The Socratic Dialogues
The Socratic dialogues are a series of dialogues written by Plato and Xenophon in the form of discussions between Socrates and other persons of his time, or as discussions between Socrates' followers over his concepts. Plato's Phaedo is an example of this latter category. While Plato's Apology is a speech (with Socrates as speaker), it is nonetheless generally counted as one of the Socratic dialogues.
Plato's dialogues only contain the direct words of each of the speakers, while Xenophon's dialogues are written down as a continuous story, containing, along with the narration of the circumstances of the dialogue, the "quotes" of the speakers.
Plato generally does not place his own ideas in the mouth of a specific speaker; he lets ideas emerge via the Socratic method, under the guidance of Socrates. Most of the dialogues present Socrates applying this method to some extent, but nowhere as completely as in the Euthyphro. In this dialogue, Socrates and Euthyphro go through several iterations of refining the answer to Socrates' question, "What is piety?"
In Plato's dialogues, learning appears as a process of remembering. The soul, before its incarnation in the body, was in the realm of Ideas. There, it saw things the way they truly are, rather than the pale shadows or copies we experience on earth. By a process of questioning, the soul can be brought to remember the ideas in their pure form, thus bringing wisdom.
Especially for Plato's writings referring to Socrates, it is not always clear which ideas brought forward by Socrates (or his friends) actually belonged to Socrates and which of these may have been new additions or elaborations by Plato -- this is known as the Socratic problem. Generally, the early works of Plato are considered to be close to the spirit of Socrates, whereas the later works — including Phaedo — are considered to be possibly products of Plato's elaborations.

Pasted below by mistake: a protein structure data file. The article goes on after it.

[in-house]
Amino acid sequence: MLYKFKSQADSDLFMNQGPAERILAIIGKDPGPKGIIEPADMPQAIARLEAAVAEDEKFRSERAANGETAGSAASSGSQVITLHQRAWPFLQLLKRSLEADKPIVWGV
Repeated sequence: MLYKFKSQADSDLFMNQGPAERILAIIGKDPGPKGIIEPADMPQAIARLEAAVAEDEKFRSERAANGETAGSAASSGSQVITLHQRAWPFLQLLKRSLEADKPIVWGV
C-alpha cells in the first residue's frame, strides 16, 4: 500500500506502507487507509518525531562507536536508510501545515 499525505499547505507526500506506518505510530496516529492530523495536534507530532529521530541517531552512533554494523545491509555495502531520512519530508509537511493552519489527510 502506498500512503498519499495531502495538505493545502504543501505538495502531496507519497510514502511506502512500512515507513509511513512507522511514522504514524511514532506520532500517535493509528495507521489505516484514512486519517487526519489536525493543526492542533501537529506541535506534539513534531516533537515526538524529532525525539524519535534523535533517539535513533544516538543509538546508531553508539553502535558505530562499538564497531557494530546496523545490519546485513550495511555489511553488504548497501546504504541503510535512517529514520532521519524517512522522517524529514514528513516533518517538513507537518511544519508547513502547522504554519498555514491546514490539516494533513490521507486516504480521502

The man who knows he knows nothing is smarter than the man who thinks he knows something but actually knows nothing.
- Greek Philosophy: Socrates
- Project Gutenberg e-texts on Socrates, amongst others:
- The Dialogues of Plato (see also Wikipedia articles on Dialogues by Plato)
- The writings of Xenophon, such as the Memorablia and Hellenica.
- The satirical plays by Aristophanes
- Aristotle's writings
- Voltaire's Socrates
- The Second Story of Meno; a continuation of Socrates' dialogue with Meno in which the boy proves root 2 is irrational (by an anonymous author)
- An Introduction to Greek Philosophy, J. V. Luce, Thames & Hudson, NY, l992.
- Introduction to Philosophy, Jacques Maritain
- Greek Philosophers--Socrates, Plato, and Aristotle, C. C. W. Taylor, R. M. Hare, and Jonathan Barnes, Oxford University Press, NY, 1998.
- Taylor, C. C. W. (2001). Socrates: A very short introduction. Oxford: Oxford University Press.
- Socrates Quotes
- Richard Robinson, Plato's Earlier Dialectic, 2nd edition (Clarendon Press, Oxford, 1953). Ch. 2: Elenchus Ch. 3: Elenchus: Direct and Indirect
- Phillips, Christopher, The Six Questions of Socrates, (Penguin, US, 2003)
- Stanford Encyclopedia of Philosophy - Socrates (2005)